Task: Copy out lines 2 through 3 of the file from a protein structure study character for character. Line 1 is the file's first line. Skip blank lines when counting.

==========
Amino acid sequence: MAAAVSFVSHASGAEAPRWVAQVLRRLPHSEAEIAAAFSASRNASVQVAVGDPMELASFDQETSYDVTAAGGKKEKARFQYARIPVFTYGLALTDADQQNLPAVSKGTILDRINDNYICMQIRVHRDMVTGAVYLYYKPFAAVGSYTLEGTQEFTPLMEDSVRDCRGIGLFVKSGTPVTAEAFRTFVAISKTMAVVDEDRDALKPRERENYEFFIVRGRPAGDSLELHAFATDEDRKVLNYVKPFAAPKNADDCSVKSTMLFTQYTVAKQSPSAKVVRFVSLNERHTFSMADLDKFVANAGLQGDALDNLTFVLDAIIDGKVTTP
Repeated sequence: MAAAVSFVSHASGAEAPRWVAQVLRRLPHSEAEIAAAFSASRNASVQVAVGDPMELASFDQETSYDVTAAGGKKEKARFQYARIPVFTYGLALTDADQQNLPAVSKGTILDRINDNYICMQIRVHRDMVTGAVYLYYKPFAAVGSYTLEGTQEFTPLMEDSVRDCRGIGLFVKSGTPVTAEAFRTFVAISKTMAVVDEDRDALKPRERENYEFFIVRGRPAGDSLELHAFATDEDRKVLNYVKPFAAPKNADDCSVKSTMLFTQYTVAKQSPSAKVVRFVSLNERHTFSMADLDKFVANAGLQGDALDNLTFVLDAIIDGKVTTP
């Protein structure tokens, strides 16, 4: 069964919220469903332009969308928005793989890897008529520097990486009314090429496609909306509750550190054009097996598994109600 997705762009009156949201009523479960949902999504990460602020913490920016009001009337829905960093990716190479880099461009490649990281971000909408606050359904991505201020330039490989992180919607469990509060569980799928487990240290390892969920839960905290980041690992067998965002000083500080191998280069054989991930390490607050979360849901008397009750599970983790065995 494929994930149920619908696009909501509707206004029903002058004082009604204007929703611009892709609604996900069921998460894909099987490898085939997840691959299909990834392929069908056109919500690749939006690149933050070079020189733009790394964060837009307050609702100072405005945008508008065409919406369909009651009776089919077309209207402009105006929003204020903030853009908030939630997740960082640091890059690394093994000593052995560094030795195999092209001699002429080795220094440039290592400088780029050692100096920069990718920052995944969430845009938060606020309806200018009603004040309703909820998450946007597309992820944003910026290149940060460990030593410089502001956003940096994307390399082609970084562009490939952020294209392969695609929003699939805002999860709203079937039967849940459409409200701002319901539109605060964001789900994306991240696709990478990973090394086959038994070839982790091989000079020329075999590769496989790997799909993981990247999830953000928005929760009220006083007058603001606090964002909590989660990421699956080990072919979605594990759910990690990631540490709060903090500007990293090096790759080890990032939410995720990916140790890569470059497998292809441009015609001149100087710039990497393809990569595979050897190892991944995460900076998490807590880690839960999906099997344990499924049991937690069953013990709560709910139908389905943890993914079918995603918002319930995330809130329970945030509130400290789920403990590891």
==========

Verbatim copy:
Repeated sequence: MAAAVSFVSHASGAEAPRWVAQVLRRLPHSEAEIAAAFSASRNASVQVAVGDPMELASFDQETSYDVTAAGGKKEKARFQYARIPVFTYGLALTDADQQNLPAVSKGTILDRINDNYICMQIRVHRDMVTGAVYLYYKPFAAVGSYTLEGTQEFTPLMEDSVRDCRGIGLFVKSGTPVTAEAFRTFVAISKTMAVVDEDRDALKPRERENYEFFIVRGRPAGDSLELHAFATDEDRKVLNYVKPFAAPKNADDCSVKSTMLFTQYTVAKQSPSAKVVRFVSLNERHTFSMADLDKFVANAGLQGDALDNLTFVLDAIIDGKVTTP
């Protein structure tokens, strides 16, 4: 069964919220469903332009969308928005793989890897008529520097990486009314090429496609909306509750550190054009097996598994109600 997705762009009156949201009523479960949902999504990460602020913490920016009001009337829905960093990716190479880099461009490649990281971000909408606050359904991505201020330039490989992180919607469990509060569980799928487990240290390892969920839960905290980041690992067998965002000083500080191998280069054989991930390490607050979360849901008397009750599970983790065995 494929994930149920619908696009909501509707206004029903002058004082009604204007929703611009892709609604996900069921998460894909099987490898085939997840691959299909990834392929069908056109919500690749939006690149933050070079020189733009790394964060837009307050609702100072405005945008508008065409919406369909009651009776089919077309209207402009105006929003204020903030853009908030939630997740960082640091890059690394093994000593052995560094030795195999092209001699002429080795220094440039290592400088780029050692100096920069990718920052995944969430845009938060606020309806200018009603004040309703909820998450946007597309992820944003910026290149940060460990030593410089502001956003940096994307390399082609970084562009490939952020294209392969695609929003699939805002999860709203079937039967849940459409409200701002319901539109605060964001789900994306991240696709990478990973090394086959038994070839982790091989000079020329075999590769496989790997799909993981990247999830953000928005929760009220006083007058603001606090964002909590989660990421699956080990072919979605594990759910990690990631540490709060903090500007990293090096790759080890990032939410995720990916140790890569470059497998292809441009015609001149100087710039990497393809990569595979050897190892991944995460900076998490807590880690839960999906099997344990499924049991937690069953013990709560709910139908389905943890993914079918995603918002319930995330809130329970945030509130400290789920403990590891």